May be unnecessary for those at low risk of stroke
WEDNESDAY, April 15, 2015 (HealthDay News) — As many as one-quarter of people with atrial fibrillation who have a low risk of stroke are prescribed anticoagulation unnecessarily, a new study contends. The findings were published in a research letter online April 13 in JAMA Internal Medicine.
Gregory Marcus, M.D., of the University of California, San Francisco (UCSF), and colleagues collected information from 10,995 atrial fibrillation patients across the United States, all younger than 60. The patients were also all considered to have a low risk of stroke. Still, the researchers found that about 25 percent of them were prescribed oral anticoagulant therapy, contrary to current treatment guidelines.
Men were more likely to be prescribed anticoagulant therapy than women, as were older patients and overweight patients without stroke risk factors. The findings show that doctors may not be fully aware of the potential risks of these drugs, or the particularly low risk of stroke in certain atrial fibrillation patients, the researchers said.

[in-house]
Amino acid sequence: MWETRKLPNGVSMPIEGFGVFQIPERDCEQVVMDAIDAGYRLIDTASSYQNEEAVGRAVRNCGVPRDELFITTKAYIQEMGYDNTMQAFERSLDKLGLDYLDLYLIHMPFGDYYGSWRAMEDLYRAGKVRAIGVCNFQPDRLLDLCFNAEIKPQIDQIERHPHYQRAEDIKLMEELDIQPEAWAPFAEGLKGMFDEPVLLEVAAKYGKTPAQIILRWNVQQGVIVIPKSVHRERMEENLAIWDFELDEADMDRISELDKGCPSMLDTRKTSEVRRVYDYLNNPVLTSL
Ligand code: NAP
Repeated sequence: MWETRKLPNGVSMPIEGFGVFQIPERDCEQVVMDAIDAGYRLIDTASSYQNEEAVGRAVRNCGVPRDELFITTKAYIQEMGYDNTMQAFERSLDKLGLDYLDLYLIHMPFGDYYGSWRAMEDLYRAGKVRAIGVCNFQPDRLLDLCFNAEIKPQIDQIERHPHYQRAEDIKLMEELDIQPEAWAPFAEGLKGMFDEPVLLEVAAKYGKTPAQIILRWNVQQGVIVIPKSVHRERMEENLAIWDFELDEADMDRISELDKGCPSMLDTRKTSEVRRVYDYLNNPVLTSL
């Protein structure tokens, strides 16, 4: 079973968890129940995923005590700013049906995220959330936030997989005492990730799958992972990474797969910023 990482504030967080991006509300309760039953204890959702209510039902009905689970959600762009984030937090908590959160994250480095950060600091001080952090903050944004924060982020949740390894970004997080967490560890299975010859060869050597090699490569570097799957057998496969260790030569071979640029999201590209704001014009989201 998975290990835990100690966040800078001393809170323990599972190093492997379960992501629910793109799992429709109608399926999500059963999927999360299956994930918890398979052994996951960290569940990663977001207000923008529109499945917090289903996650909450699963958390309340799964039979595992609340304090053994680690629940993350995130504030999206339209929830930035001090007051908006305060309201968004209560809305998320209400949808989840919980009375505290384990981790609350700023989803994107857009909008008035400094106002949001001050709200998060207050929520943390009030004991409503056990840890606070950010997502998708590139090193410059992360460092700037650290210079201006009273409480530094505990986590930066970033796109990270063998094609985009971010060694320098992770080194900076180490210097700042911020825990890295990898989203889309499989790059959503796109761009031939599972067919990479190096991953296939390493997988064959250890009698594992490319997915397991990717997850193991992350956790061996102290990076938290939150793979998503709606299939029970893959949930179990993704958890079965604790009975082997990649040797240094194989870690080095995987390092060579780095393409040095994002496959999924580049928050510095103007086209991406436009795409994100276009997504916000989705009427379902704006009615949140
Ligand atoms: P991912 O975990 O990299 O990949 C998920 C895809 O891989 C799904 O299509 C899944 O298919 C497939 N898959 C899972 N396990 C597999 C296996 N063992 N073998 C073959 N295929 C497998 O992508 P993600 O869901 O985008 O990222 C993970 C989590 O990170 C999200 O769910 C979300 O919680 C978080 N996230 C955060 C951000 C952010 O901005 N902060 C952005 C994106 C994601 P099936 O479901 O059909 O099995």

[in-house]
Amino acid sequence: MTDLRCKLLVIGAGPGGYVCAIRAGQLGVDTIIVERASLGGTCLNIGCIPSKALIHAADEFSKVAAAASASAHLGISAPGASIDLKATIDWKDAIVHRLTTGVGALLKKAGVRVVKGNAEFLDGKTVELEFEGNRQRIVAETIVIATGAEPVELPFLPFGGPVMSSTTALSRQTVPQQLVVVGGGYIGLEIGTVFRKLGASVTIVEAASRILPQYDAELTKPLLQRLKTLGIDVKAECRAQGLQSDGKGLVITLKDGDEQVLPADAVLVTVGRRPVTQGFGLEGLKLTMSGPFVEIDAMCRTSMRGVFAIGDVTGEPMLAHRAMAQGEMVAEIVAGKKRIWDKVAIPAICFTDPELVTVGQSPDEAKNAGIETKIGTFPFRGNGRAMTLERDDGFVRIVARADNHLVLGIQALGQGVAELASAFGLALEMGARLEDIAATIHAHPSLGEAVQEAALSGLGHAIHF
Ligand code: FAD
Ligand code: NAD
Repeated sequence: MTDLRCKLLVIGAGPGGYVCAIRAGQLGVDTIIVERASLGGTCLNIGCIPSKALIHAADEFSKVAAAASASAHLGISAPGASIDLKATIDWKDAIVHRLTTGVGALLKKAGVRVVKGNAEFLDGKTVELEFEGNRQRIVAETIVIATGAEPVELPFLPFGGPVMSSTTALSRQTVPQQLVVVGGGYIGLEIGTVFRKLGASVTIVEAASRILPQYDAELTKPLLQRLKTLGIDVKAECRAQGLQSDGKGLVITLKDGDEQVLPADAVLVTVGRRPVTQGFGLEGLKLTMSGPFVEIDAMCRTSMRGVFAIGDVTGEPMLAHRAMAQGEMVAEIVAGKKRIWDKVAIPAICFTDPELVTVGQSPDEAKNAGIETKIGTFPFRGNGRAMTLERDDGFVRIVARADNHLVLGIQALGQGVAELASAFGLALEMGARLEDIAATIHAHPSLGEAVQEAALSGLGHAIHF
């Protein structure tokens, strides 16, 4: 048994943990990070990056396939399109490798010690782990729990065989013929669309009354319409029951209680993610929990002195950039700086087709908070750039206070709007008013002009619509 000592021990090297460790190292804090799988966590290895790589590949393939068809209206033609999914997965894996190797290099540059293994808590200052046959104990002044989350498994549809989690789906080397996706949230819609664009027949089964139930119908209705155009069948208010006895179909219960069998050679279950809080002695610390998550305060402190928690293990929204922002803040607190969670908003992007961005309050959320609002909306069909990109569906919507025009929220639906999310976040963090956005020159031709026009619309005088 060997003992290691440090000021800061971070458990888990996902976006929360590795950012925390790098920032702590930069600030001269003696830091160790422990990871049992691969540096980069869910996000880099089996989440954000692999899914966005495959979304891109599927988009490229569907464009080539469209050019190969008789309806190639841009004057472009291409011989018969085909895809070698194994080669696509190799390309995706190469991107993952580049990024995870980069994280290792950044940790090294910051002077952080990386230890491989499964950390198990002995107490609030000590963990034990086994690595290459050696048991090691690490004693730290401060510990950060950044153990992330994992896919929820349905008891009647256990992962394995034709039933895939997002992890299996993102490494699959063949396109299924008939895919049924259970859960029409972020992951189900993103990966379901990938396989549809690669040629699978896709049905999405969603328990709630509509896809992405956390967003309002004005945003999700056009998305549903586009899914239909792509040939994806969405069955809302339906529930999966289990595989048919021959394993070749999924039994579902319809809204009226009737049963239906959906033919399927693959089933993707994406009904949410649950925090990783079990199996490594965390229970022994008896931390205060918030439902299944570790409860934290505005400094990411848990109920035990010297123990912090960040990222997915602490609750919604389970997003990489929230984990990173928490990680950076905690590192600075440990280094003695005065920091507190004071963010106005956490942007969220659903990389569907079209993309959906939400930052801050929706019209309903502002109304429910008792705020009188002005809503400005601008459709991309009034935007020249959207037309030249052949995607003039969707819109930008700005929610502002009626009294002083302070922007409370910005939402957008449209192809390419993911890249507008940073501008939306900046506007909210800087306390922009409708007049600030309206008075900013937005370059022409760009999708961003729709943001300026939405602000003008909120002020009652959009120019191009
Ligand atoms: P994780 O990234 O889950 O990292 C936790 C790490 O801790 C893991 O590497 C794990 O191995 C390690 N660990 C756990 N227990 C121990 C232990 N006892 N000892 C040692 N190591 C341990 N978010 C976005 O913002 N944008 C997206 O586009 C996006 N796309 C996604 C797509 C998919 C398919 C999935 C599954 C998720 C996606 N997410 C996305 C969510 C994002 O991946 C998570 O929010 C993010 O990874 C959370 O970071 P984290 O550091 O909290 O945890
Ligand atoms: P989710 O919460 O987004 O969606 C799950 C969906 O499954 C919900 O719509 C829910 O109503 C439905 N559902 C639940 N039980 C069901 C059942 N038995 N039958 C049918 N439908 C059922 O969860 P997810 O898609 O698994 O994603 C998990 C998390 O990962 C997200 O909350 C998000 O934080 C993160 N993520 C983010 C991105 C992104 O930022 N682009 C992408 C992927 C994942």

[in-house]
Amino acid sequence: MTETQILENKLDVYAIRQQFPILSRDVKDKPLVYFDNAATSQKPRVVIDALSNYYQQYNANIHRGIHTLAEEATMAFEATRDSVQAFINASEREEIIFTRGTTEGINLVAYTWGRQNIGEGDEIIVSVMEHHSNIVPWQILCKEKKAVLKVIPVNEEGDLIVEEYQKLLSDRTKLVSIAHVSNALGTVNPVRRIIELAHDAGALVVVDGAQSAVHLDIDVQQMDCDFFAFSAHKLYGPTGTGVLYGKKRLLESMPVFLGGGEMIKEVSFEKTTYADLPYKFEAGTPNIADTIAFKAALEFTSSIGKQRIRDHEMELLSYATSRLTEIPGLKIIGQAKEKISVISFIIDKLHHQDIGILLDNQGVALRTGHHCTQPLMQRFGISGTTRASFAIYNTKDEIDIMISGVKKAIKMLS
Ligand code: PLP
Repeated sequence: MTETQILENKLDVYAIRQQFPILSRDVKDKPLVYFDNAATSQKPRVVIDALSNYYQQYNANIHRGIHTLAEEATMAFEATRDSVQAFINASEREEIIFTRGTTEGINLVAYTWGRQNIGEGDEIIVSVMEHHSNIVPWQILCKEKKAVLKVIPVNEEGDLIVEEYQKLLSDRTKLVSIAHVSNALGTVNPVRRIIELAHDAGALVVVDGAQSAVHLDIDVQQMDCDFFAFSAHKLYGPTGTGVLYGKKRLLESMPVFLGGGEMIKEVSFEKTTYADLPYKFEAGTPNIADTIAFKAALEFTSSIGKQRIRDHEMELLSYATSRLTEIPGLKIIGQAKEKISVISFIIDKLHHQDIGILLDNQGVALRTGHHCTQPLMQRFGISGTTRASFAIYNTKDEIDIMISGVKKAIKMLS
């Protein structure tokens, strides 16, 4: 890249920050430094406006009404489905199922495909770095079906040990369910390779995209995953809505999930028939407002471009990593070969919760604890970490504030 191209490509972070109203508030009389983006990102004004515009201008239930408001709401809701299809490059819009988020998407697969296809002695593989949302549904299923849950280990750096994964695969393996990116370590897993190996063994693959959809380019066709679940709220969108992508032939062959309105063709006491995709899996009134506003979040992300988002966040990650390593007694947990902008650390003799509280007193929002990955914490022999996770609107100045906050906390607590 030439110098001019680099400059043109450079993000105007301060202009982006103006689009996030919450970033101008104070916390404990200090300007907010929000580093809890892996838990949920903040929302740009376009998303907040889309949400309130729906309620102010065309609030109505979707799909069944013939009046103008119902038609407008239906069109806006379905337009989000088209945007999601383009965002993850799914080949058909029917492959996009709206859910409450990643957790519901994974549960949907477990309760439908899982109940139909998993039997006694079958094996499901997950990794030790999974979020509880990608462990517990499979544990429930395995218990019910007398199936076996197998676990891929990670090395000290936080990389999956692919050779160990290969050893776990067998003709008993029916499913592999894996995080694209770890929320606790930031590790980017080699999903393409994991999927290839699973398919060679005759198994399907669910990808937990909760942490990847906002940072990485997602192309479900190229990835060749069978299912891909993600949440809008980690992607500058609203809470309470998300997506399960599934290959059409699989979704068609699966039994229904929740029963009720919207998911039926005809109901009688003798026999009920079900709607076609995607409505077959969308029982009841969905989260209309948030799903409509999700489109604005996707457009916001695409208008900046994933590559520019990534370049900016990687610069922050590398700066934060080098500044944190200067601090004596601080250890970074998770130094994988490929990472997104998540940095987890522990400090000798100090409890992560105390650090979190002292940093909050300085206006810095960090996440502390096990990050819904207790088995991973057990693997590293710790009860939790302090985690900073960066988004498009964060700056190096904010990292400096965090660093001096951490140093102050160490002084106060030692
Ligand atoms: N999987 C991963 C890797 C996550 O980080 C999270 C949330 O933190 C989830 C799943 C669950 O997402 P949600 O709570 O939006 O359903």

“The irony is that there is a general push to get providers to prescribe these drugs, and they are also generally under-prescribed among many atrial fibrillation patients who actually need them,” Marcus noted in a UCSF news release. “Our study suggests people are trying to do the right thing, but due to a lack of understanding of some of the critical nuances, go too far in that direction in low-risk patients.”
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